Yesterday I, and fellow software developer Oliver Balmer, ran the first session of our new programming club at the school our children attend. We weren’t sure what to expect, but it went very well. The children really enjoyed it and so did we. I am just putting a few notes here in the hope that it piques the interest of other software developers.
- Code Club is a United Kingdom based network of volunteer-led, after-school coding clubs for children aged 9-11.
- The first 2 terms are based on the free Scratch programming language developed by MIT. This is an excellent tool for teaching children programming. Programs are constructed by snapping together colour coded blocks – there is no syntax to learn and very little typing. Within an hour all 9 children went from nothing to having created a simple example game with graphics and sound.
- Later terms progress on to HTML/CSS and Python.
- If you want to set up a Code Club you need to get a DBS criminal records check (previously called a CRB). We did it through STEMnet. It was free and painless. We had to attend an evening course, but this gave us some useful information about the education system and dealing with children.
- Code Club provides all the teaching materials, including print-out worksheets for each session.
- There must be a qualified teacher in the room at all times with the volunteers, so you need to get buy-in from the school staff.
- The process we went through was:
- Registered with the Code Club website
- Discussed it with the school
- Wrote a proposal to the Headmaster
- Got our criminal record checks
- Went into the school and did a presentation to recruit interested children
- Ran a competition for any children who wanted to join
- Liased with the school IT co-ordinator to get Scatch on the school PCs.
- The school has been very supportive and helpful throughout.
- The proposal isn’t required by Code Club, but we thought it was a good idea to make sure everyone understood exactly what we wanted to do. One of the school governors (who is also a Deputy Headmaster at another school) helped us to write it. It was only a couple of pages long.
- We showed a 3 minute video about Scratch in the presentation to the children. That had a much bigger impact than 2 middle aged programmers talking about how cool programming is. When we asked how many kids wanted to join, about 40 hands out of 60 shot up!
- We took care to emphasize that programming isn’t just for boys.
- We required any child who wanted to join our club to enter a competition to design their own computer game (on paper). This allowed us to restrict the intake to a manageable number, if too many wanted to join. Also it created an entry barrier to the less interested ones. We don’t want to act as a free baby sitting service for children who aren’t really interested. In the event we got 10 competition entries and we accepted them all.
- 9 out of the 10 children turned up for the first session (6 boys and 3 girls).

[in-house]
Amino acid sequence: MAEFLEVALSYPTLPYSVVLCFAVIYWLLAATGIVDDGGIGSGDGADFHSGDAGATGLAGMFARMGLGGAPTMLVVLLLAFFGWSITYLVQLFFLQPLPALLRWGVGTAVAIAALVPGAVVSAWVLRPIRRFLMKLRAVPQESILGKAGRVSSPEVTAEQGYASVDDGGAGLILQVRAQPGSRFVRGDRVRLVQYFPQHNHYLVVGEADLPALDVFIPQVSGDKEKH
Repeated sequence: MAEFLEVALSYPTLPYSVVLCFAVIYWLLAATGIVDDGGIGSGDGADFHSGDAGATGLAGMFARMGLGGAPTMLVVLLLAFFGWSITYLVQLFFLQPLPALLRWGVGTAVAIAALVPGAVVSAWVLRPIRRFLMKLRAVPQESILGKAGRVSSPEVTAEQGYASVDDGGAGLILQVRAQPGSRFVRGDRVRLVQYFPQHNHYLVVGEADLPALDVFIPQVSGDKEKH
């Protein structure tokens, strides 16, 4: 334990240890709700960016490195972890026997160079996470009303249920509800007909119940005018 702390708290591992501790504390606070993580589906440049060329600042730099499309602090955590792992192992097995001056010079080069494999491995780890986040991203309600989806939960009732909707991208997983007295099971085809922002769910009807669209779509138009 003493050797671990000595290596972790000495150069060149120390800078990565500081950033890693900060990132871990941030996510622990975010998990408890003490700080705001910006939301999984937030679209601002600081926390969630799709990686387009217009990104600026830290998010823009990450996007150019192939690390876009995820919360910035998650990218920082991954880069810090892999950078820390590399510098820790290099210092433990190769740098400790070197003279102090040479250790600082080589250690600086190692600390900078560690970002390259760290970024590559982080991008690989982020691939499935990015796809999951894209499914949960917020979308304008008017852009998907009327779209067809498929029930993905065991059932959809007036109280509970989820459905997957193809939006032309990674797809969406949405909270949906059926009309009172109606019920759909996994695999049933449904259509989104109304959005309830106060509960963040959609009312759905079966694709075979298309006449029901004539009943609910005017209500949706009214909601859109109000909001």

- We created a certificate for the best competition entry and handed that out at the first session.
- Our club sessions are an hour and 15 minutes. We added the extra 15 minutes to allow some time to get everyone settled. The children were very engaged and had no problems concentrating for that long.
- There is no fee to attend our Code Club sessions (unlike many of the other after school clubs).
- You need to run the club at a time that suits the school/children. This isn’t a problem for me as I have my own business and can set my own work hours. If you are employed 9-5, you may have to negotiate with your employer.
- Our school’s IT suite is well set up, with a projector and enough PCs for each child to have their own. This makes life easier.
- It was slightly chaotic, but fun!
- You may be able to join an existing Code Club rather than having to start a new one. Check the Code Club website for existing clubs.
I went to a secondary school a few months back and talked to some 80 teenagers about what it was like to be a software engineer. When I asked how many of them had done any programming at all, only one of them had. One! We are teaching a generation how to use Excel, Powerpoint and Facebook, but not how to create their own software. What a wasted opportunity. Of course, we don’t need or want everyone to be programmers. But I think it is such an important skill that every child should at least have an opportunity to try it. I believe Code Club can go a long way towards filling this gap. Currently over 700 schools in the UK have Code Clubs.
To find out more go to the Code Club website at:
I believe there are similar initiatives to Code Club in other countries, but I don’t know anything about them. Please comment below if you do.
What a fabulous club you’ve started up, and a great opportunity for these kids. I wish I had “Code Club” when I was a kid. Now that I’m in software and have my own software company (http://www.mydepartmentplan.com/) I’m working with code all the time and forget what it was like to be new and not know a thing. To get kids started – and simply aware of this career path – early on is fantastic. Bravo!
This really is a great initiative for learners.I’m a qualified software developer in South Africa and interested in starting a similar club for learners down here.Do you only run this in the UK?
Code Club is a UK based initiative. I don’t know if there are any Code Clubs outside the UK, or if any are planned. You might still be able to use their curriculum materials.
Looks like Code Club might become available in other countries: